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SAT Essay Logical Fallacies

Subjects : sat, english, writing-skills
  • Answer 50 questions in 15 minutes.
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  • Match each statement with the correct term.
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This is a study tool. The 3 wrong answers for each question are randomly chosen from answers to other questions. So, you might find at times the answers obvious, but you will see it re-enforces your understanding as you take the test each time.
1. Reasoning by Proof: the evidence offered does not really support the claim. Non Sequitur (It does not follow)

2. Condemning an argument because of where it began - how it began - or who began it

3. Generalization: Assumes that members of a group must have a characteristic because one or more of its members has that characteristic.

4. Cause and Effect: Assuming that an incident that precedes another is the cause of the second incident

5. Any diversion intended to distract attention from the main issue

6. How large is the sample size? How representative is the sample?

7. Cause and Effect: 'What if' fallacy. Argues that everything would be different if one variable was different. Example: 'If the Nazis had won WWII - we'd all be speaking German!'

8. Writer encourages readers to accept a conclusion without any support

9. Everybody knows fallacy. Asserts that some idea is common knowledge - so it must be true.

10. Common knowledge or beliefs readers accept as true

11. 'it does not follow' drawing a conclusion or making a transition that is not a logical result of the facts

12. 'Against the man' attacking the person or group to which you are opposed rather than addressing the issue

13. Does the evidence prove the point being argued? Is this authority an expert on this particular topic?

14. Information that is an interpretation of numerical data

15. Drawing conclusions based on insufficient or unrepresentative evidence; using all instances when only some apply

16. A fallacy that assumes that taking a first step will lead to subsequent steps that cannot be prevented

17. 'After this therefore because of this' implying that because on event follows another - the first caused the second

18. Ambiguity or multiplicity of interpretations of a repeated word or phrase

19. Appeal to the reader's emotions

20. Stating the only two interpretations of actions are alternatives - ignoring any compromise or moderate course

21. Appeal to the the pity - sympathy or 'misery' of the audience

22. Obscuring or denying the complexity of an issue

23. Generalization: an argument that ignores all unfavorable evidence

24. Appeal to reason

25. Fallacy that asserts that given two positions - there exists a compromise between them which must be correct.

26. Claiming that one step in the wrong direction will lead to another - potentially disastrous consequence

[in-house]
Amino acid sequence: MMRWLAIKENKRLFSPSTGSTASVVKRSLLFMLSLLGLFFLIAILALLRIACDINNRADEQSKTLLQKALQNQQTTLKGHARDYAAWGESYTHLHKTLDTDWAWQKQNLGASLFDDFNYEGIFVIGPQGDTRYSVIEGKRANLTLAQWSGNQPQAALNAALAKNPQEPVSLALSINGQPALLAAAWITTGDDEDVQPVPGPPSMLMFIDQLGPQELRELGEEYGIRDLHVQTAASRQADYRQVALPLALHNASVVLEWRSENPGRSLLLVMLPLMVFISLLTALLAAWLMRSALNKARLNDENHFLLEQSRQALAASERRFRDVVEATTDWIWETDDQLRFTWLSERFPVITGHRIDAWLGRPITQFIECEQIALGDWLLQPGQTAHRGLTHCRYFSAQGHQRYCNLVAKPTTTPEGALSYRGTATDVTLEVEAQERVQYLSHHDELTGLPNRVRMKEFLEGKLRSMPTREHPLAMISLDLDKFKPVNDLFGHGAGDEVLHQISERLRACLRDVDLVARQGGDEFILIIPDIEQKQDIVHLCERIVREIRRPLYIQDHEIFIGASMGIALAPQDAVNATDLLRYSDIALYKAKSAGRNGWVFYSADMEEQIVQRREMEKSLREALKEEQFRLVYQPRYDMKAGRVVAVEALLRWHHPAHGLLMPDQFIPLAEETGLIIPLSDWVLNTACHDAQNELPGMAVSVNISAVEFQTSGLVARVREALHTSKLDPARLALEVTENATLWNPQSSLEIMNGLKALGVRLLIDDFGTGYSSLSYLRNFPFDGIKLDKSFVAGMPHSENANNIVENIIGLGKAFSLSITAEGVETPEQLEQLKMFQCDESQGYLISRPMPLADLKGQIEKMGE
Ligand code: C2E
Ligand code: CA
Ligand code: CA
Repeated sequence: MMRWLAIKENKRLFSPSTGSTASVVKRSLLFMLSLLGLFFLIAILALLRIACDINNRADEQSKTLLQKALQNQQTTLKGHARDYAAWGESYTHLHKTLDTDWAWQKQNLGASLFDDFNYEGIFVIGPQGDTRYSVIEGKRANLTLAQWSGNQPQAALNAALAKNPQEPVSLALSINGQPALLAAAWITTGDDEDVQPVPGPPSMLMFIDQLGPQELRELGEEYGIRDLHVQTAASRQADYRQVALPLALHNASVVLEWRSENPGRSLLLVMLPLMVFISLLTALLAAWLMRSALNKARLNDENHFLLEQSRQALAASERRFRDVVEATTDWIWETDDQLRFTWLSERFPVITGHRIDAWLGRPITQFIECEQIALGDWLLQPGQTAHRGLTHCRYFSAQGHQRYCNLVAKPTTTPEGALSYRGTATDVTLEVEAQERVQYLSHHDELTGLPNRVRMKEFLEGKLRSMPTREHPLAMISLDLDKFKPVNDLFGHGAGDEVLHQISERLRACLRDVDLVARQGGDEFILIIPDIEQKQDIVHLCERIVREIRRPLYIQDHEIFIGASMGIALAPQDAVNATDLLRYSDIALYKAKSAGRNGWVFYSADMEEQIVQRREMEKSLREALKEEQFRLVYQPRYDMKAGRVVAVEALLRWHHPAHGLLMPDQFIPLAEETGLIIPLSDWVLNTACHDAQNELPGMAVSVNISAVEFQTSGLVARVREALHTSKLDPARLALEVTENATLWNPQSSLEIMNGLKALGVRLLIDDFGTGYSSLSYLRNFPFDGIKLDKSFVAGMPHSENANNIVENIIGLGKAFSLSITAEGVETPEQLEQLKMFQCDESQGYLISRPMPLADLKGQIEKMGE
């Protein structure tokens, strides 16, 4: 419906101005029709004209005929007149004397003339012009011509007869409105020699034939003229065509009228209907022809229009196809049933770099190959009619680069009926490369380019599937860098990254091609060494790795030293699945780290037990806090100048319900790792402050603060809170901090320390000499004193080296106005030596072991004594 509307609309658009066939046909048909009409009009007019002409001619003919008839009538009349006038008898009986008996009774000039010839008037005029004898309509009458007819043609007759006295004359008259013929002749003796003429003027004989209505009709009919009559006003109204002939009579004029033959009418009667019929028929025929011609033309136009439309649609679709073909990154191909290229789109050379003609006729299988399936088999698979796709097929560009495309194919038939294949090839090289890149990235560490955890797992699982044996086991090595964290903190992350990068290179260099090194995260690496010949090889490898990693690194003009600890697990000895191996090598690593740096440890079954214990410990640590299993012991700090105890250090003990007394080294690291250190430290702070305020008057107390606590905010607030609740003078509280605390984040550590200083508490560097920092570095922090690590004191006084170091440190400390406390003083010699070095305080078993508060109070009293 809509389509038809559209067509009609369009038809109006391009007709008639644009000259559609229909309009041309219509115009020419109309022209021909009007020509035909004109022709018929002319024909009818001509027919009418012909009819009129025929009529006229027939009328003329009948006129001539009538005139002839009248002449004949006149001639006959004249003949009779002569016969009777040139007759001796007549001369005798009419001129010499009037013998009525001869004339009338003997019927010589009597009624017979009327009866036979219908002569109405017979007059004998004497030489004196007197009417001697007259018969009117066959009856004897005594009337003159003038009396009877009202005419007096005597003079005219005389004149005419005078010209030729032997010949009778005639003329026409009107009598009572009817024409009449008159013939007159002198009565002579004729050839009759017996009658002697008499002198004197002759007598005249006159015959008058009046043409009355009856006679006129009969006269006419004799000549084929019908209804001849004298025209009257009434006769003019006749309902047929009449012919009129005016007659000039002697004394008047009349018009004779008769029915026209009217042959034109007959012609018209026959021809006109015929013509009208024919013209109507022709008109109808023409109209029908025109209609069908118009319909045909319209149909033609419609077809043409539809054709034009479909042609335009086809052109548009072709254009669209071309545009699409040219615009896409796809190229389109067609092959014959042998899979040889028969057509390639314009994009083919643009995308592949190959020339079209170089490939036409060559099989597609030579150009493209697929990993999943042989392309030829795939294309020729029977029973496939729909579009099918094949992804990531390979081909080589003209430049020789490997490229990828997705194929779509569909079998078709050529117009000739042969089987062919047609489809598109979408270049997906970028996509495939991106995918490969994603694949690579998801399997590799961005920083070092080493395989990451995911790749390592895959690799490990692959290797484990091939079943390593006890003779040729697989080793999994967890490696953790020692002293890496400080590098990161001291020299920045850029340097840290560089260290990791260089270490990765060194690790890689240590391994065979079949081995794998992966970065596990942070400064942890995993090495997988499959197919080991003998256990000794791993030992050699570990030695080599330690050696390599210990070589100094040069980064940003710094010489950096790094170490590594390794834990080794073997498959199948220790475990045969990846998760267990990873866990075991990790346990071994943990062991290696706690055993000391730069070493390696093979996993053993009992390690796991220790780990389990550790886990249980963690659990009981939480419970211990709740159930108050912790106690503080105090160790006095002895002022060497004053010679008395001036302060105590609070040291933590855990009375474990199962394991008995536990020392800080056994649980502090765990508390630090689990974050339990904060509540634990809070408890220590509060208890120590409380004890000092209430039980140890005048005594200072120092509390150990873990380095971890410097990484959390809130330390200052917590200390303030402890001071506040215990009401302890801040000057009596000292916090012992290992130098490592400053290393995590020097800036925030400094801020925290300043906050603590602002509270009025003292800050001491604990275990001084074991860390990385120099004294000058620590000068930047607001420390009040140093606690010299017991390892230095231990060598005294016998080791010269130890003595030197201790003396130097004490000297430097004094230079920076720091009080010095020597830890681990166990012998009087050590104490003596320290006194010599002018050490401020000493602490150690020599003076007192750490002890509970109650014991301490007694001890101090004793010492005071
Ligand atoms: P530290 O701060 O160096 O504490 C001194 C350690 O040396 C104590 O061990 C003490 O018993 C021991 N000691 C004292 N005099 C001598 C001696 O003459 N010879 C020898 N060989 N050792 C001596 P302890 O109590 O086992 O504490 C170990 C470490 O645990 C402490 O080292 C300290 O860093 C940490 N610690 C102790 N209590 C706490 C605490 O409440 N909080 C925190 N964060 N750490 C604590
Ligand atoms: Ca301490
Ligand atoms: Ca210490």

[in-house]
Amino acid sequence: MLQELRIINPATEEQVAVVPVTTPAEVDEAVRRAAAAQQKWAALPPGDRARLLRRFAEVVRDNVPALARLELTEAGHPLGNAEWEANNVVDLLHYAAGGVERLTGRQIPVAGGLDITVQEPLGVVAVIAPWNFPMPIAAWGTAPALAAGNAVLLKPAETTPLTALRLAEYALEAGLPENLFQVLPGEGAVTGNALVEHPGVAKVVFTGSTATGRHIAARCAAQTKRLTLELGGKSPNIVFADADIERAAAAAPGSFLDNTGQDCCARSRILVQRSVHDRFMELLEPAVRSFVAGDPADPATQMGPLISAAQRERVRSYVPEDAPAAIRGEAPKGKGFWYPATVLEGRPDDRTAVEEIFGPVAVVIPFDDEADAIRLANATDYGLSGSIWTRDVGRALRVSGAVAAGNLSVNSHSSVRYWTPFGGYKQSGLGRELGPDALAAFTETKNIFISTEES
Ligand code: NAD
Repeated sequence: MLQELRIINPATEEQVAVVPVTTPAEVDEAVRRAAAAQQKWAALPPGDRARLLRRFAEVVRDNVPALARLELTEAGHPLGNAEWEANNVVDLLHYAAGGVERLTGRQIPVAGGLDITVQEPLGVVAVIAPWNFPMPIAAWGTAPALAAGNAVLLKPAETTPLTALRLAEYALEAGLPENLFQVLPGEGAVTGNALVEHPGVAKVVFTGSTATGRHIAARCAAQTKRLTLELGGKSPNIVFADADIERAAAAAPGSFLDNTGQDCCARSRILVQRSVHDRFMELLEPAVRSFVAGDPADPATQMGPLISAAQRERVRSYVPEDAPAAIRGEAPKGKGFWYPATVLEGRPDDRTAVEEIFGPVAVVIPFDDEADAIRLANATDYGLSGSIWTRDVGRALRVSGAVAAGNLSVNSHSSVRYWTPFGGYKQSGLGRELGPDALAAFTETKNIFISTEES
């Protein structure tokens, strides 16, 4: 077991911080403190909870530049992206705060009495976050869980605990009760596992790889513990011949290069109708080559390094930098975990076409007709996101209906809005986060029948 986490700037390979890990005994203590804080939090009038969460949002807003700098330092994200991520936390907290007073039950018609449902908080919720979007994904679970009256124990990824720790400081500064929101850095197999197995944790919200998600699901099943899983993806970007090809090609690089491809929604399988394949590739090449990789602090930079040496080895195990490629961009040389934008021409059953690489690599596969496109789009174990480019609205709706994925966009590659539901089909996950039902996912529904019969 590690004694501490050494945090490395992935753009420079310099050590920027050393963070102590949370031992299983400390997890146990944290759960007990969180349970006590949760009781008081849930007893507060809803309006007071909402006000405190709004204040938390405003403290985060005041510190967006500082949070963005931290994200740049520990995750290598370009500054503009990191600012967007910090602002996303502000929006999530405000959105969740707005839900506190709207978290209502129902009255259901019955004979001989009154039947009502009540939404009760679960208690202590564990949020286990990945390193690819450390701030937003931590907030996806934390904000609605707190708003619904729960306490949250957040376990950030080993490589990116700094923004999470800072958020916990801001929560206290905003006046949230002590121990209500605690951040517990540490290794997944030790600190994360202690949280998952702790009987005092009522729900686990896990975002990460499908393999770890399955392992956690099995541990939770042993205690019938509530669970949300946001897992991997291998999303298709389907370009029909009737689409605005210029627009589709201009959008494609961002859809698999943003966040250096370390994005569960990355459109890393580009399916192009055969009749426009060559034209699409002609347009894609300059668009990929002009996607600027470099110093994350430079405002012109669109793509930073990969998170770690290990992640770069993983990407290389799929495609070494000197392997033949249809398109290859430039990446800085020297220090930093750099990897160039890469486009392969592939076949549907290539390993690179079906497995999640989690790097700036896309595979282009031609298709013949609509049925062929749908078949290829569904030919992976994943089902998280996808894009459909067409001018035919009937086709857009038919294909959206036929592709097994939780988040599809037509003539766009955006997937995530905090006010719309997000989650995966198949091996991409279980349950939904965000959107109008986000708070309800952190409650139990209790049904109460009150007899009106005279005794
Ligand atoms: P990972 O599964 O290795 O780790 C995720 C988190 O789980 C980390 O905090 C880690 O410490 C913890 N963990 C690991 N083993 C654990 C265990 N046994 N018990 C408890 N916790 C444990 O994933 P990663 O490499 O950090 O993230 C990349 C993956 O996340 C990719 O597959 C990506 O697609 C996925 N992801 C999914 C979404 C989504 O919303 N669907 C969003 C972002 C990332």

27. 'To the authority' appeal based on the authority of a source

28. When a writer uses the same term in two different senses in an argument. i.e. People choose what laws they obey. The Law of Gravity is a law. I choose to disobey the law of gravity.

29. Reasoning by Proof: an argument that because someone worked hard at something - their conclusions must be right

30. Cause and Effect: A fallacy that assumes that because two variables are correlated (happen at the same time) that one must have caused the other

31. Introducing an irrelevant point to divert readers' attention from the main issue being discussed

32. Appeal based on the credibility of the author

33. Information gained from personal experience representing a general pattern

34. Statements that are intentionally vague so that the audience may supply its own interpretations

35. Reasoning by Debate: In an argument - this is an attack on the person rather than on the opponent's ideas. It comes from the Latin meaning 'against the man.'

36. Generalization: drawing conclusions based on insufficient or unrepresentative evidence

37. Two comparable issues or ideas are judged by different criteria

38. Logical reasoning that establishes specific facts or contentions leading to a general conclusion

39. Information that can be objectively proven as true

40. Reasoning by Debate: When a writer argues against a claim that nobody actually holds or is universally considered weak. Setting up a straw man diverts attention from the real issues.

41. Generalization: Assumes that an individual must have a characteristic because the group to which he or she belongs supposedly has that characteristic

42. Is there a reasonable connection between the cause and the effect? Is that connection explained? Are there other possible causes that have not been considered?

43. Information based on personal interpretation of facts

44. Prejudging an individual based on ideas one has about the group the individual belongs to

45. Reasoning by Proof: A fallacy in which a speaker or writer seeks to persuade not by giving evidence but by appealing to the respect people have for a person or institution.

46. How similar or how different are the cases being compared? How many point of comparison is the arguer using?

47. Reasoning in which a conclusion is reached by stating a general principle and then applying that principle to a specific case

48. 'To the people' appeal to the prejudices of the audience - or claiming that (or a majority) supports your opinion

49. Concealing the author's true intent - belief - or attitude towards an issue

50. Citing an expert on one subject as expert on another